The fourth rail­way package

The new EU regu­la­ti­on for vehic­le authorisation

On 16 Novem­ber 2017, the decis­i­on will be taken as to whe­ther or not the­re will in future be a new and then a har­mo­nis­ed aut­ho­ri­sa­ti­on pro­ce­du­re for rail vehic­les in Europe. 

RISC Mee­ting

From 15 to 16 Novem­ber 2017 the ‘Rail­way Inter­ope­ra­bi­li­ty and Safe­ty Com­mit­tee’ (RISC for short) will be mee­ting in Brussels in repre­sen­ta­ti­on of the EU mem­ber sta­tes with the aim of making a recom­men­da­ti­on for the final draft of a Euro­pean aut­ho­ri­sa­ti­on regu­la­ti­on for rail vehic­les, which is now on the table. For almost two years, the draft has been in the pro­cess of dis­cus­sion and pre­pa­ra­ti­on with all the EU mem­ber sta­tes and prot­ago­nists from the rail­way sec­tor. Yet even in its final ver­si­on it is still regard­ed as some­what cri­ti­cal – which means that so far, a posi­ti­ve vote in the RISC looks to be any­thing but certain.

The fourth rail­way packa­ge – the aut­ho­ri­sa­ti­on regulation

If the draft fai­led to meet with appr­oval among the mem­ber sta­tes, one of the main pil­lars of the Euro­pean Commission’s fourth rail­way packa­ge would col­lap­se; the prin­ci­pal demand of the rail­way indus­try, name­ly that this sec­tor should final­ly be dere­gu­la­ted and made uni­form throug­hout Euro­pe, would fall through. By imple­men­ting the aut­ho­ri­sa­ti­on regu­la­ti­on, tho­se invol­ved hope to impro­ve their com­pe­ti­ti­ve strength in rela­ti­on to other modes of transport.

If on the other hand the draft does meet with appr­oval, the world of rail will chan­ge, and not only for train manu­fac­tu­r­ers and rail ope­ra­tors. The draft packs a punch; not wit­hout reason is it view­ed in expert cir­cles as the most major legal chan­ge in the modern age of the rail­way indus­try: apart from a com­ple­te­ly new aut­ho­ri­sa­ti­on pro­ce­du­re for rail vehic­les, har­mo­nis­ed throug­hout Euro­pe, the licen­sing aut­ho­ri­ties of the mem­ber sta­tes will also sur­ren­der a wide ran­ge of respon­si­bi­li­ties to Euro­pe, the appli­cants and pri­va­te test­ing orga­ni­sa­ti­ons. The Euro­pean Uni­on Agen­cy for Rail­ways (ERA), with its regis­tered office in the French city of Valen­ci­en­nes, would shift into the cent­re of the aut­ho­ri­sa­ti­on pro­ce­du­re and thus come to per­form clas­si­cal admi­nis­tra­ti­ve duties at Euro­pean level. Manu­fac­tu­r­ers and appli­cants would in future be forced to have the con­for­mi­ty and safe­ty of their pro­ducts vali­da­ted and veri­fied exclu­si­ve­ly via inde­pen­dent pri­va­te test agencies.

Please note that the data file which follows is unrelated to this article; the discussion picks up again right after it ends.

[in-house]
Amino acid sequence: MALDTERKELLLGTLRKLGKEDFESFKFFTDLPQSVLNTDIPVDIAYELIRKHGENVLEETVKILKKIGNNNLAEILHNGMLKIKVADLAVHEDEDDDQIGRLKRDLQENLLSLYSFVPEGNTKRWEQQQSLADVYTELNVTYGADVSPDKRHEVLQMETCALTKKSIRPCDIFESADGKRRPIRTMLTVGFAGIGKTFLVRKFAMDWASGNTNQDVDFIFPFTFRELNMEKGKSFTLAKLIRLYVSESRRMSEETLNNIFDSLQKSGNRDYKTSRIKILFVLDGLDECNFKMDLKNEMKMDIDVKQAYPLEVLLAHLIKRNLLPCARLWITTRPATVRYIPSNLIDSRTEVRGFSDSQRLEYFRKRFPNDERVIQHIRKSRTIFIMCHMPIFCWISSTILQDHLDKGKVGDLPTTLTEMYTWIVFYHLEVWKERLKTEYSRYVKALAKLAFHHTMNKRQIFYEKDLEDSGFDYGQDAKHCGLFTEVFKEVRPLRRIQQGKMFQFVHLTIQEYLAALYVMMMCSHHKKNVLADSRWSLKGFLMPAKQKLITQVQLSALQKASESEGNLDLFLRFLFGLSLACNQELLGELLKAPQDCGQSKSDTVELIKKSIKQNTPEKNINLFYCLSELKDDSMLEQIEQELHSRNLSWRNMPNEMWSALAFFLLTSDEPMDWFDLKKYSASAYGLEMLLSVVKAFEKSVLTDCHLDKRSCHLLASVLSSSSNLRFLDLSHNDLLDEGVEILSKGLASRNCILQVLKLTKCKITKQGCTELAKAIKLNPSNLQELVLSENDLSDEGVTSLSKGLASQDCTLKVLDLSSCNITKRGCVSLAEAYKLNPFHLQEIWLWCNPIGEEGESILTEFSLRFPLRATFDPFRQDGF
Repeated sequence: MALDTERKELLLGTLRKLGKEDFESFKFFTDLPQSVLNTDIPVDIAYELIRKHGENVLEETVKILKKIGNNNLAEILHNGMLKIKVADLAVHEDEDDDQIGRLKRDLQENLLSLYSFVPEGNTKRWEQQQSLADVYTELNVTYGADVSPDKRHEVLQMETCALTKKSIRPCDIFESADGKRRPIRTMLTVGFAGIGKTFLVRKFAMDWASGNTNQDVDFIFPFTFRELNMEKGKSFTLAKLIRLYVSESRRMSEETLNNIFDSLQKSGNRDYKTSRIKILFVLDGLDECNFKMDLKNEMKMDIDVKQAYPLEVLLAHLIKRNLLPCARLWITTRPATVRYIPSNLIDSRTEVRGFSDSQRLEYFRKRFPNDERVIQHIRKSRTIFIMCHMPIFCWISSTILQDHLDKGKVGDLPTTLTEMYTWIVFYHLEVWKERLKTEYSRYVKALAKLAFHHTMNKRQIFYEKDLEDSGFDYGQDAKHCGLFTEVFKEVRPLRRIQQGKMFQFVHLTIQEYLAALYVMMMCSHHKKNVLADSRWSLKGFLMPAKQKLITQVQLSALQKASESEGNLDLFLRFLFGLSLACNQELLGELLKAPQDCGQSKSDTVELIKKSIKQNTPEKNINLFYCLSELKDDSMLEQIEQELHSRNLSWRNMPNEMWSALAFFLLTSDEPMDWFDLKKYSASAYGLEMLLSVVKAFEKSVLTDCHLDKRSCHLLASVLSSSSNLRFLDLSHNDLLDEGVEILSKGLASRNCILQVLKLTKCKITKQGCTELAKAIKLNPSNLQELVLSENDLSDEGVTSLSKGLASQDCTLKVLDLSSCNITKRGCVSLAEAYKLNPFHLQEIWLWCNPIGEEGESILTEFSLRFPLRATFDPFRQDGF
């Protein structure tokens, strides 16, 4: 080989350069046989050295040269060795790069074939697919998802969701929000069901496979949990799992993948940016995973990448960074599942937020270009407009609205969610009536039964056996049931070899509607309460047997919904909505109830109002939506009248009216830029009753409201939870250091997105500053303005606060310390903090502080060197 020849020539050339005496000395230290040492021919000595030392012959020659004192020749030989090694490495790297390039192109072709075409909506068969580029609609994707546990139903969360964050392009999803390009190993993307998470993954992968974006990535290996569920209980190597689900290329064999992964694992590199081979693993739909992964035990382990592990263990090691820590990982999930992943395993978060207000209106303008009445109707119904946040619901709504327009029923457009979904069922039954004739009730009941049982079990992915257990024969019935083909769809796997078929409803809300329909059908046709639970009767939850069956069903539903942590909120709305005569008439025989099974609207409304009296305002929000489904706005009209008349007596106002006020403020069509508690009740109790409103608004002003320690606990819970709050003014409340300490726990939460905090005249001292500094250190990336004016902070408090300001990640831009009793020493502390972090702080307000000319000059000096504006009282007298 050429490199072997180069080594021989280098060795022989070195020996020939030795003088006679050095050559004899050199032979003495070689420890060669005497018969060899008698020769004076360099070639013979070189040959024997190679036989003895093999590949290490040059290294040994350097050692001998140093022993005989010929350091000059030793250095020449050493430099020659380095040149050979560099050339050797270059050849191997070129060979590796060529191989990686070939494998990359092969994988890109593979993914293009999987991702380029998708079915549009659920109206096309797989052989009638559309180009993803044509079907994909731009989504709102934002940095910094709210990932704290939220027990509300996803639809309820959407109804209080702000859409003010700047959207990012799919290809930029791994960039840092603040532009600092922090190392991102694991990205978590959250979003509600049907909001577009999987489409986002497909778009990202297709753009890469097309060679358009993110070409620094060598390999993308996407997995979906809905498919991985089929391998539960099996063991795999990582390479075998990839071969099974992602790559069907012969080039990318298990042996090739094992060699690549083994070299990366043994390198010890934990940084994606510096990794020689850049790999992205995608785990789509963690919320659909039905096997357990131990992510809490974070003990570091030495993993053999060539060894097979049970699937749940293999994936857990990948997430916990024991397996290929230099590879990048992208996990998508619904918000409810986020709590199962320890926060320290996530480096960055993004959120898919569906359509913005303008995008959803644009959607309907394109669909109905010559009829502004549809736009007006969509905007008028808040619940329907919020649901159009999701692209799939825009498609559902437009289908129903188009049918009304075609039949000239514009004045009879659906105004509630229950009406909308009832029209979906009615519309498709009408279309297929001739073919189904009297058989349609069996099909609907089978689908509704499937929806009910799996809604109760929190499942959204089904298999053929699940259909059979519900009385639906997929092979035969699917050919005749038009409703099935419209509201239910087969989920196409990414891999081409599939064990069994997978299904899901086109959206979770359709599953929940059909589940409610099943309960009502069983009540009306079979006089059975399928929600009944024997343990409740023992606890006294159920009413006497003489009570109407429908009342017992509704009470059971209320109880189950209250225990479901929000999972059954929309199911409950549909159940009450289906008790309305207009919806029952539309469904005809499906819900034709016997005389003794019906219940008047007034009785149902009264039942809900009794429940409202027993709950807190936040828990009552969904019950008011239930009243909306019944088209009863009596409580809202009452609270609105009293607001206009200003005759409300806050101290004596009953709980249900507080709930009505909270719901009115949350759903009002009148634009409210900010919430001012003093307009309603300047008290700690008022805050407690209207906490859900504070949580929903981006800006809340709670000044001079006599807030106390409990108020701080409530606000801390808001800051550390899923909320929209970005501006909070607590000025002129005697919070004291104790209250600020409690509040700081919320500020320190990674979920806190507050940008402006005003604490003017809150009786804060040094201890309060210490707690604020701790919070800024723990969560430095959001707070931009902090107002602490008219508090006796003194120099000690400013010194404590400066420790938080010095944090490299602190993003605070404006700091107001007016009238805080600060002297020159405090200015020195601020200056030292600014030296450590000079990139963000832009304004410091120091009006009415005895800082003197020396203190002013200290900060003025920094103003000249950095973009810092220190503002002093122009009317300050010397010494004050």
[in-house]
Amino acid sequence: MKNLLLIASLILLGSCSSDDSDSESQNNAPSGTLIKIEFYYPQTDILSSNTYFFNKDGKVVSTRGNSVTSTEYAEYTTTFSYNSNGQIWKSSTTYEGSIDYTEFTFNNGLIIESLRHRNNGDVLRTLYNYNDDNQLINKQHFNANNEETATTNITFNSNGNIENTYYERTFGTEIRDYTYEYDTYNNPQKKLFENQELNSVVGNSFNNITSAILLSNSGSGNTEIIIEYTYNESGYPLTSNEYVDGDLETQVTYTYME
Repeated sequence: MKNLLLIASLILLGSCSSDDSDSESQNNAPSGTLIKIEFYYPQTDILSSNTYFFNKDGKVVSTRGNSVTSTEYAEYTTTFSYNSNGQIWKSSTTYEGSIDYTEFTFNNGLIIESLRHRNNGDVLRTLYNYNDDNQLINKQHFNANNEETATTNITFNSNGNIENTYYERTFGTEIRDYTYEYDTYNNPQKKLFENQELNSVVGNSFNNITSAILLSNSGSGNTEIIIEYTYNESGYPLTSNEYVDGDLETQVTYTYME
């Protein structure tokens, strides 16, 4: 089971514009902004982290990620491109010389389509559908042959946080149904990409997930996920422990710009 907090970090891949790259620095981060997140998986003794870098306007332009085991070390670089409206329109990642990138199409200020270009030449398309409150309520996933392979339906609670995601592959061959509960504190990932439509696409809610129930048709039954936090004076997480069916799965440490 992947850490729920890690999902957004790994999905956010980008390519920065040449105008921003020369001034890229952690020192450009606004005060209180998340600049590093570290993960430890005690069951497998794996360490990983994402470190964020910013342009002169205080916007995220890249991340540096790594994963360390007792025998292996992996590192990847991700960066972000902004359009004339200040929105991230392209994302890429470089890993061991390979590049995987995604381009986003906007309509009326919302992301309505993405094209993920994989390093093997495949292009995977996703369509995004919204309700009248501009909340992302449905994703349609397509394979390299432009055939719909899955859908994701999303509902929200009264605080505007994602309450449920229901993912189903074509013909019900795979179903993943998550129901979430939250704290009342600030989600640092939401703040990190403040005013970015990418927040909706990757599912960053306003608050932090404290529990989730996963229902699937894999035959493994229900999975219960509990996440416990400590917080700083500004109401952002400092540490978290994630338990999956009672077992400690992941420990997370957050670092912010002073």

To sum­ma­ri­se, the­re are not only com­ple­te­ly new pro­ces­ses up ahead for one of the most important Euro­pean trans­port car­ri­ers – to which all the prot­ago­nists will first need to adapt – but also com­ple­te­ly new respon­si­bi­li­ties. The regu­la­ti­on of the­se new pro­ces­ses and respon­si­bi­li­ties will on the one hand be the sub­ject of a Euro­pean admi­nis­tra­ti­ve law which is only now coming into being; on the other, it will beco­me the con­tent of pre­cis­e­ly for­mu­la­ted con­trac­tu­al agreements.

Want to find out more? We’ll keep you infor­med.


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